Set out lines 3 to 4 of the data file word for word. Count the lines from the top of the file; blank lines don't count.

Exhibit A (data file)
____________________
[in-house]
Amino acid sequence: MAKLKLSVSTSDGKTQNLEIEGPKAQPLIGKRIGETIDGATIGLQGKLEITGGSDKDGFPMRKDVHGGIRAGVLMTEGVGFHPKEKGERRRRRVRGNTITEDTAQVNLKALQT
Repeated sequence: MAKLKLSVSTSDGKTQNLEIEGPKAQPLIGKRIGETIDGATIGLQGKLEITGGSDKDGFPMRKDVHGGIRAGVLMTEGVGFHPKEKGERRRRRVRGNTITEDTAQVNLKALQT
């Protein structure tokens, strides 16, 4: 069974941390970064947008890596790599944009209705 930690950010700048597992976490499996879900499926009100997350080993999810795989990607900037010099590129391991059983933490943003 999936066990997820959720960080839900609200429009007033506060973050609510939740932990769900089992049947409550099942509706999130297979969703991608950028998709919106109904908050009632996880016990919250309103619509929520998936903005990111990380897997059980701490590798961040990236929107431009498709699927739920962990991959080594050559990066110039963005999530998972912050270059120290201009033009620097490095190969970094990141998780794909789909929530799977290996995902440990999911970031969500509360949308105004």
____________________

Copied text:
Repeated sequence: MAKLKLSVSTSDGKTQNLEIEGPKAQPLIGKRIGETIDGATIGLQGKLEITGGSDKDGFPMRKDVHGGIRAGVLMTEGVGFHPKEKGERRRRRVRGNTITEDTAQVNLKALQT
């Protein structure tokens, strides 16, 4: 069974941390970064947008890596790599944009209705 930690950010700048597992976490499996879900499926009100997350080993999810795989990607900037010099590129391991059983933490943003 999936066990997820959720960080839900609200429009007033506060973050609510939740932990769900089992049947409550099942509706999130297979969703991608950028998709919106109904908050009632996880016990919250309103619509929520998936903005990111990380897997059980701490590798961040990236929107431009498709699927739920962990991959080594050559990066110039963005999530998972912050270059120290201009033009620097490095190969970094990141998780794909789909929530799977290996995902440990999911970031969500509360949308105004």